At any rate, Mrs. Cathey had a program where she had many shelves of books in her classroom and she had rated each one from 1 to 5 points based on how difficult the book was to read and comprehend. The one-pointers were easy; the five-pointers were hard. We had to read a certain number of points for each six-week period.

I don't remember exactly which book flipped a switch. Was it Madeline L'Engle's A Wrinkle in Time? Nicholas Stuart Gray's The Apple Stone? Zilpha Keatley Snyder's Below the Root, And All Between, and Until the Celebration? Richard Parker's The Old Powder Line? Oliver Butterworth's The Trouble with Jenny's Ear? L. Frank Baum's The Wizard of Oz? L. M. Boston's The Children of Green Knowe? C. S. Lewis' The Lion, the Witch, and the Wardrobe? I feel like it was one of those, or perhaps the totality of all of them that lit the spark.1

I remember the tipping point, though. I read Zilpha Keatley Snyder's Green Sky trilogy (see above) and because I loved them, I read her The Headless Cupid, too. I don't remember the book at all, at this point. It has, after all, been 34 years or so since I read it. :) But something in there...sparked a need to tell stories, not just read them.

I'm going to have to read it again, one day, to see if I can identify what it was. What...catalyst lit the fuse.

I remember starting to write stories. I got my mother's typewriter and set it up in the basement on a rickety, metal typewriter table and laboriously typed the worst Mary Sue2 nonsense ever written. Well, I can't prove that. But it was bad. :) I mean, it was about four kids named Gary and Willis and Albert and...someone else I can't remember. Me and my best friends at the time. And we...did stuff. Mysterious, magical, weird stuff. Like stepping through into other worlds, solving mysteries...you know, the standard stuff that all child protagonists do in their spare time.

Later, I incorporated elements of The Chronicles of Narnia and the story evolved to something else entirely, then morphed, then morphed again. At some point, I read Tolkien and creating a language became something I absolutely had to do. I developed an alphabet loosely based on the runic alphabet and Tolkien's various Elvish scripts. It was alternately swoopy with curlicues and dots and spiky with angles and harsh straight lines. With dots. I still have that, somewhere.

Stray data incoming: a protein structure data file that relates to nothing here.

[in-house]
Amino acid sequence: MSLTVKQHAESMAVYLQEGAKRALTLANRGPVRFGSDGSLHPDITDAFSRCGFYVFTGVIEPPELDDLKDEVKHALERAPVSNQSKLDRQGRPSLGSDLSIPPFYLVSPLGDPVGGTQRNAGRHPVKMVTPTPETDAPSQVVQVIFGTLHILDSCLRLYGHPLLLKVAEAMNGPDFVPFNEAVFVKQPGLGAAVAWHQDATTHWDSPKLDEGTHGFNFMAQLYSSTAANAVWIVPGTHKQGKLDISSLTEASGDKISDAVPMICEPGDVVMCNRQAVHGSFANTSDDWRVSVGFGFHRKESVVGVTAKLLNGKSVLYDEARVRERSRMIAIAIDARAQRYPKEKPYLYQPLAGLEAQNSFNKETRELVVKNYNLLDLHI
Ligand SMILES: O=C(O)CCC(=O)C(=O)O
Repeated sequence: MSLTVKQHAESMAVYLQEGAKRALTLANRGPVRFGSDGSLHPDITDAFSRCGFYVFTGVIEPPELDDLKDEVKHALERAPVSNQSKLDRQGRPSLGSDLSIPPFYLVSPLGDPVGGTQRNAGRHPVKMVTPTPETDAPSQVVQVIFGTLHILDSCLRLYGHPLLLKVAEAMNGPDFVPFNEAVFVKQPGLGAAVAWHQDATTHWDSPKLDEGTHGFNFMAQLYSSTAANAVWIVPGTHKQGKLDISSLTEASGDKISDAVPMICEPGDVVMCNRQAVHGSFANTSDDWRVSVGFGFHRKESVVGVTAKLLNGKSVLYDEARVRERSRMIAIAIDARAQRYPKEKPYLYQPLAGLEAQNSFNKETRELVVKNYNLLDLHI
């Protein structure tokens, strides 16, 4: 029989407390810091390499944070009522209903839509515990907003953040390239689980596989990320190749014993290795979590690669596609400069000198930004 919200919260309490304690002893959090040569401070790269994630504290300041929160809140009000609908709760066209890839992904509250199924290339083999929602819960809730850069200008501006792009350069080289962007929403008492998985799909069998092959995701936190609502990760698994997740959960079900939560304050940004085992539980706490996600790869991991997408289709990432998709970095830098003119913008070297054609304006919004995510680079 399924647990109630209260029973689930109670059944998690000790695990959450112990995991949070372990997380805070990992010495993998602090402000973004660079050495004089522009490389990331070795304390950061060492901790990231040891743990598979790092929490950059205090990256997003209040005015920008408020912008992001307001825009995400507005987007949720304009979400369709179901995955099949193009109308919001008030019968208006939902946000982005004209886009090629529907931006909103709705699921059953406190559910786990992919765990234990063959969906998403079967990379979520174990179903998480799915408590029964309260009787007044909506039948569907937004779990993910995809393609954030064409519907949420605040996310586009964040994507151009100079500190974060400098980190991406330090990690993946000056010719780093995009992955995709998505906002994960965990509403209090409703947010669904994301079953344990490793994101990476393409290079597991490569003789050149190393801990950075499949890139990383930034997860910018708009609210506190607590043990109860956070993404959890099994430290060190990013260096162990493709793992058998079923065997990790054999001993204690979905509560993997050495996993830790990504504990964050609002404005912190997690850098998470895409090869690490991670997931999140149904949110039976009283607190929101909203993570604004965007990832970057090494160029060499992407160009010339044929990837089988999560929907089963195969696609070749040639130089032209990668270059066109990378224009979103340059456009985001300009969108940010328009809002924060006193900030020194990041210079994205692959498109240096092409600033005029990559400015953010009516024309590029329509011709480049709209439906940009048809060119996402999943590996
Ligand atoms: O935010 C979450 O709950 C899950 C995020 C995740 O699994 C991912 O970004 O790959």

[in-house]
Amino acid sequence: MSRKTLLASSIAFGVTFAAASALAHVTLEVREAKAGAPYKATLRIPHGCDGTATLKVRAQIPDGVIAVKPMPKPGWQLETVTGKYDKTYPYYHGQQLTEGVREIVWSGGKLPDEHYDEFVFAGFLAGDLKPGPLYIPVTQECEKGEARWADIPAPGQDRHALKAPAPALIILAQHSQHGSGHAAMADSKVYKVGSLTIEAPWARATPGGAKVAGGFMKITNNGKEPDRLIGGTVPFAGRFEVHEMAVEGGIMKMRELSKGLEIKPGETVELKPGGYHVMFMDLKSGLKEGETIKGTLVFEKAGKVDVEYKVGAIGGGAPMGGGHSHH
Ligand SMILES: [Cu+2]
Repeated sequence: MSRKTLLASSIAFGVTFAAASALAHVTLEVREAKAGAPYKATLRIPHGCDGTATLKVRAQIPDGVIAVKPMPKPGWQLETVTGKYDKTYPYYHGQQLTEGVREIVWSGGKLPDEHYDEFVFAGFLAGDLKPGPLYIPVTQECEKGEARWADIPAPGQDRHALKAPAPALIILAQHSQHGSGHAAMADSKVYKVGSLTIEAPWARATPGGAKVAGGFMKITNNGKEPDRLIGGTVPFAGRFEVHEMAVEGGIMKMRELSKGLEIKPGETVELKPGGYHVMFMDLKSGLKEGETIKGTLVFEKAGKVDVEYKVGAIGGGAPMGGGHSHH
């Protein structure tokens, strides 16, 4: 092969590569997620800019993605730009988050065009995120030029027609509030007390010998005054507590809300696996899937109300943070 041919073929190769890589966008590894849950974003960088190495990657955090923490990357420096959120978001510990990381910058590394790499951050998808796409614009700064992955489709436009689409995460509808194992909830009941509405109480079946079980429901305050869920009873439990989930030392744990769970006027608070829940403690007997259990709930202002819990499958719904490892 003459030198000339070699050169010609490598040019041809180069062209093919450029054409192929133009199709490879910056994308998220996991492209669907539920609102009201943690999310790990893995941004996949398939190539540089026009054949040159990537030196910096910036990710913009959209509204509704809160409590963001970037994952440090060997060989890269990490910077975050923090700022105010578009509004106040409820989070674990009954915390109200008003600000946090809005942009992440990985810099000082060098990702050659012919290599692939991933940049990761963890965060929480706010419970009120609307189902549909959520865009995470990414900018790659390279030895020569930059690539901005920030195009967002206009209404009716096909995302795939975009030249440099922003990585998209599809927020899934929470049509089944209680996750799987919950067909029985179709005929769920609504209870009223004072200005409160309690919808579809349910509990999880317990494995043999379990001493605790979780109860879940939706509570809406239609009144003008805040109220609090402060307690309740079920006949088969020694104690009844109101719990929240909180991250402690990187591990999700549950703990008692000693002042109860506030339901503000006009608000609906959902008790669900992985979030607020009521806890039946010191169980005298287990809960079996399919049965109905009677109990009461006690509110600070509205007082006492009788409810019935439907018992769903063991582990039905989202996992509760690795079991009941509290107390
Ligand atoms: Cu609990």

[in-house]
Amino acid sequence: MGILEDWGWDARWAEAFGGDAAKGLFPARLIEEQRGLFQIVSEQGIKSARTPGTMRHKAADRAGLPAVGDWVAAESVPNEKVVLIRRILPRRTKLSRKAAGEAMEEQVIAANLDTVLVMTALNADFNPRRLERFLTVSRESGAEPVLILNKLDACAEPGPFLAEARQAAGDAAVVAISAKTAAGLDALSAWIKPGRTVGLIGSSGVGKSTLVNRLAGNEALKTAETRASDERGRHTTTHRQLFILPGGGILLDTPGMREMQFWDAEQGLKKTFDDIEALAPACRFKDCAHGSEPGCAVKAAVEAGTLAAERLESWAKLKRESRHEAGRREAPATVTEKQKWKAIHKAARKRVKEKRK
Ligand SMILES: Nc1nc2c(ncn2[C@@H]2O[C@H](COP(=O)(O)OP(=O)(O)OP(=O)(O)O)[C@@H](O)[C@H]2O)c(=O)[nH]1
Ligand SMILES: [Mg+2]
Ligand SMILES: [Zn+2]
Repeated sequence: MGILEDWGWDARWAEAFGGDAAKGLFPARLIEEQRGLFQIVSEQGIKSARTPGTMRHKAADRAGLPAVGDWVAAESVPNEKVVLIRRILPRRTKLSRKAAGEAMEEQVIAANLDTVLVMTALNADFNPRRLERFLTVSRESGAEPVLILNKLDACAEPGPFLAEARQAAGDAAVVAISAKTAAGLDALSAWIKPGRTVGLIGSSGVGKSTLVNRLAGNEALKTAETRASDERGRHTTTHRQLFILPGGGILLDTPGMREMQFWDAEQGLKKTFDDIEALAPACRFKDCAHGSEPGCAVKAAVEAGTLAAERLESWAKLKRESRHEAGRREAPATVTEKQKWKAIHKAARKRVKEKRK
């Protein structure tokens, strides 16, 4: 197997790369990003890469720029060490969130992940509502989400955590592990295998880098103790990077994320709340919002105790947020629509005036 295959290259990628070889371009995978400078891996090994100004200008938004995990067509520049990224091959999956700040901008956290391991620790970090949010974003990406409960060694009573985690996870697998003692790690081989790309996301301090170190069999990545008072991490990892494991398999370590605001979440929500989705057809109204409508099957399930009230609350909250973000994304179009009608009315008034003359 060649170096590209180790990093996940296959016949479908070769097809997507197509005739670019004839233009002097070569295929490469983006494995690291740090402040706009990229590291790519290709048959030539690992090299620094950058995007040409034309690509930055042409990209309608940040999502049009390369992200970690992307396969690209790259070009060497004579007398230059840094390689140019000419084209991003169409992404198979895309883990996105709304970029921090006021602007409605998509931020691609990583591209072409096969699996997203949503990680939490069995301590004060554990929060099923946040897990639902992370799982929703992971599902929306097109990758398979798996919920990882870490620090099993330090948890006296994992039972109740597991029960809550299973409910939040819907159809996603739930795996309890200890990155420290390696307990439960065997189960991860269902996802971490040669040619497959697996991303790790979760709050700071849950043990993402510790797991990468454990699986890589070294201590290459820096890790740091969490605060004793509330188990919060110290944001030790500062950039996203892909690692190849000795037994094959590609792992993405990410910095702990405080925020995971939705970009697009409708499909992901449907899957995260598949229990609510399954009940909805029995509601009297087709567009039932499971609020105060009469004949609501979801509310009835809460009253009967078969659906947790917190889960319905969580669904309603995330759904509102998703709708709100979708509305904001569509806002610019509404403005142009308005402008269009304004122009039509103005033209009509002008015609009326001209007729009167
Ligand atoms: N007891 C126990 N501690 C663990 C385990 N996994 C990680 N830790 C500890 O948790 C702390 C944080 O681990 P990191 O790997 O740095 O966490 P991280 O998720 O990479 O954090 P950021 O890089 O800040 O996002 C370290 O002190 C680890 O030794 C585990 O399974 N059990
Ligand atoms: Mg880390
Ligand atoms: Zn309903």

And I can trace that very first Mary Sue story on a direct path to a story that I've had knocking around in my head for decades. And part of which I finally wrote down in 2008 as my NaNoWriMo novel. I got 51000+ words in and it's a good start. And one day I'll revise it and add antagonists and a plot. :)

So I've been writing in some form or another since I was 11. By the time I was 17 or 18, I had a terrible science fiction story written out longhand in a large spiral notebook. I still have this notebook, somewhere. That's how I can definitely call it "terrible." But that story will, in some form, be told. Someday. Because I still like it.

Also by the time I was 17, I had discovered computers. One of the things I eventually had to do was write a "word processor" program, even though that is not what I called it. It was just a silly little Basic program that monitored the keyboard for keypresses and stored whatever I typed in memory (all 32K!) and then wrote it out to cassette tape. Imagine my shock and awe when, several years later, I discovered WordStar, and realized someone had stolen my idea. (Yeah, it's cute how naïve I was, isn't it?)

I laboriously drew maps of all nine worlds in my galaxy-spanning civilization on large sheets of art paper. Plus the world of the antagonists and one of a world that served as the catalyst for the war that would inevitably break out. There were going to be nine novels separated into three trilogies. That I only had enough plot for maybe two never concerned me. I had place names, rivers, forests, mountain ranges...all of that.

As a senior in high school, our school guidance counselor came to the senior class with an exercise. She wanted us each to fill out a form she had drawn up. We put our names, the date, and then answered such questions as "Who is your best friend? Who do you hate? Why? What do you want to do?" and things like that. And then she put, "Where do you think you'll be in five years?" We filled them out and handed them in, and she said, "In five years, I'm going to send these to you. You'll be 23. How many of you think you'll still remember what you wrote down?"